Take the Milwaukee challenge: Sharp's vs. Pabst NA
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Labels describe it as a "malt beverage," but is non-alcoholic beer near-beer or an entirely different animal? We decided to check it out for ourselves, popping the tops of two Milwaukee-made NA brews and one from Europe. Only the Cream City near-beers, however, were eligible to win this Milwaukee Challenge.
Although Miller's Sharp's was the winner, it only edged Pabst NA -- also brewed by Miller - by one vote. Here's what our judges had to say.
Molly Snyder Edler
Pick: Pabst NA
Although I immediately was turned off by the look of the Pabst NA can - I can't stand the colors red and green together, not even during Christmas -- I still found this non-alcoholic beer to slightly trump the Sharp's.
Both of beers have less than .05 percent alcohol content and both have a mere 58 calories, but the Pabst has a little more taste, although it didn't really taste like beer. It is slightly sweeter with a trace-of-beer aftertaste.
Truth be told, I found both of these beers to taste awful, but if forced to drink one, I would choose the Pabst NA. The only time in my life I drank non-alcoholic beer was during pregnancy, and even then I only drank Clausthaler.
I honestly can't believe I "prefer" Sharp's to something else, but if there is anything less palatable than a non-alcoholic can of Sharp's it might just be the N/A version of Pabst. I expected it to be watered down -- even the regular stuff has a fairly mild flavor -- but this can of faux suds tasted more like a fizzy helping of unflavored La Croix Sparkling Water than anything resembling beer.
There simply was nothing to it. The Sharp's pulled ahead by producing a slightly tangy aftertaste, although that might have just been the taste of the can. It was hard to tell.
Let's get the disclaimer out of the way: I am not a beer snob. I like just about anything that is cold, cheap or being purchased by someone else.
I drink Miller products over other domestic brands because I started doing it in my teen years and, well, I like to support the home team in that regard.
That may be a major reason I chose Sharp's. It reminded me of High Life, without the head or body. (Imagine a glass of High Life that had a handful of ice cubes melting in it and you get the picture). Most NA beers are not hoppy or malty, but have a heavy corn flavor, almost like corn-flavored water. But, something about the Sharp's felt normal to me.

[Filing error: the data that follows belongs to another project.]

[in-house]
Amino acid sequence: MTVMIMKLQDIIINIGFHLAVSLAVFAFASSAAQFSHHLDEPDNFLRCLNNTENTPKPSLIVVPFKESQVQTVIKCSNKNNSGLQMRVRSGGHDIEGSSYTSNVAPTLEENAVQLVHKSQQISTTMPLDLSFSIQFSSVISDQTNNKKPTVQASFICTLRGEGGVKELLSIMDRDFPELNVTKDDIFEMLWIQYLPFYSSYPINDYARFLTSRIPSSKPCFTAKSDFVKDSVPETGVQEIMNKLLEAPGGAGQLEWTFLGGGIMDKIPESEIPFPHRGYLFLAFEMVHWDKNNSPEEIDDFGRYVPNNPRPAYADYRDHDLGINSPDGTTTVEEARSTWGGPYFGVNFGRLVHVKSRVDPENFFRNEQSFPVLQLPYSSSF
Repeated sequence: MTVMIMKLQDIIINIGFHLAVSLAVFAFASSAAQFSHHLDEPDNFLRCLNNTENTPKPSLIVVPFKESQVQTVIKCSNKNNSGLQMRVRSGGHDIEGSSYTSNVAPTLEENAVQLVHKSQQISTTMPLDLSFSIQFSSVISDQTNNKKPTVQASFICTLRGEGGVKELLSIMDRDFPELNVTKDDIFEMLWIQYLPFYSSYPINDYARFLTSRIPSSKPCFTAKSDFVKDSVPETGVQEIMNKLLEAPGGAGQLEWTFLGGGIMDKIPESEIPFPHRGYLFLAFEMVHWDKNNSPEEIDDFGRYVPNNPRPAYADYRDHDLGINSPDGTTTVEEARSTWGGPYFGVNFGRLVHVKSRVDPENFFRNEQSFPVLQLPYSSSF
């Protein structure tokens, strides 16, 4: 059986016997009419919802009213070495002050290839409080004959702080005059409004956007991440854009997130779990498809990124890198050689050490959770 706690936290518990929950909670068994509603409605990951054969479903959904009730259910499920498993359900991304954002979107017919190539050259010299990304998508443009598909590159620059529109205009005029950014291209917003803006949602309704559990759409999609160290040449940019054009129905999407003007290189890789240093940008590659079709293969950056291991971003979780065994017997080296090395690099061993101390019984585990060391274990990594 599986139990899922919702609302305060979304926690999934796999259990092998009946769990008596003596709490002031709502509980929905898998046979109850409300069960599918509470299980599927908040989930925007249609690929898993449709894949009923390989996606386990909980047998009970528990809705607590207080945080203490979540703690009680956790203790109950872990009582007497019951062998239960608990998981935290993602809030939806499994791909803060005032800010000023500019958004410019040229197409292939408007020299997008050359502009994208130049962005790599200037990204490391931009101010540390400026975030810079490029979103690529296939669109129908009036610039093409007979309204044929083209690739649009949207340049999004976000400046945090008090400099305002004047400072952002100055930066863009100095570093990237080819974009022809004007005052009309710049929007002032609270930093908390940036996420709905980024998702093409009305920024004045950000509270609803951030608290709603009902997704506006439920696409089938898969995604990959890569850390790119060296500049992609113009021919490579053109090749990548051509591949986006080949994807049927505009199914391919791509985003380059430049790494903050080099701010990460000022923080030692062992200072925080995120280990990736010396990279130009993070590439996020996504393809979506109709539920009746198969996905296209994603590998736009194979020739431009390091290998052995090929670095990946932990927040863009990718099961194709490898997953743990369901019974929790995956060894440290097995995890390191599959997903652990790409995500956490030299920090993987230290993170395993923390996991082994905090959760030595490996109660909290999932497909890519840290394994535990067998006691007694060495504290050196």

The Pabst had a golden color and a surprisingly foamy head, but didn't seem as drinkable to me. It had a bit of a fruity finish and tonic-water texture, which one of my colleagues coined "beer-flavored La Croix."
Bottom line: I wouldn't go out of my way to drink either of these, but if I was on an alcohol fast or unable to imbibe because of painkillers or other circumstances, I could see using them to wash down a hot dog or a slab of pizza.
Given a choice, I'd stick with the Sharp's.
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I was really hoping that this article would be a study of which N/A beer you could throw the farthest.
I was drinking at a football game and I knew I would have to drive home, so after about 3 beers I switched from free Miller Lite to Sharps and I couldn't tell the difference. It tasted fine. I think having a beer in your hand (or what looks like a beer) is just part of the social process.
I second the call on Kaliber. St. Pauli's also makes a tasty NA. Both of these are in their own class compared to Sharps and O'douls.
I agree HeritageSpringer, Kaliber is a great NA beer; one of the best. Another good one, surprisingly, is O'Doul's Amber (by Budweiser), which is the best from the big guys. For what it's worth, I think the Pabst NA is better than Sharp's. Sharp's is too watery. Pabst at least has some malt flavor.
If you want a good NA beer buy a Kaliber. The bottle looks like a real beer and it actually tastes pretty close to real beer. I think you will be surprised. It comes from the makers of Guiness.
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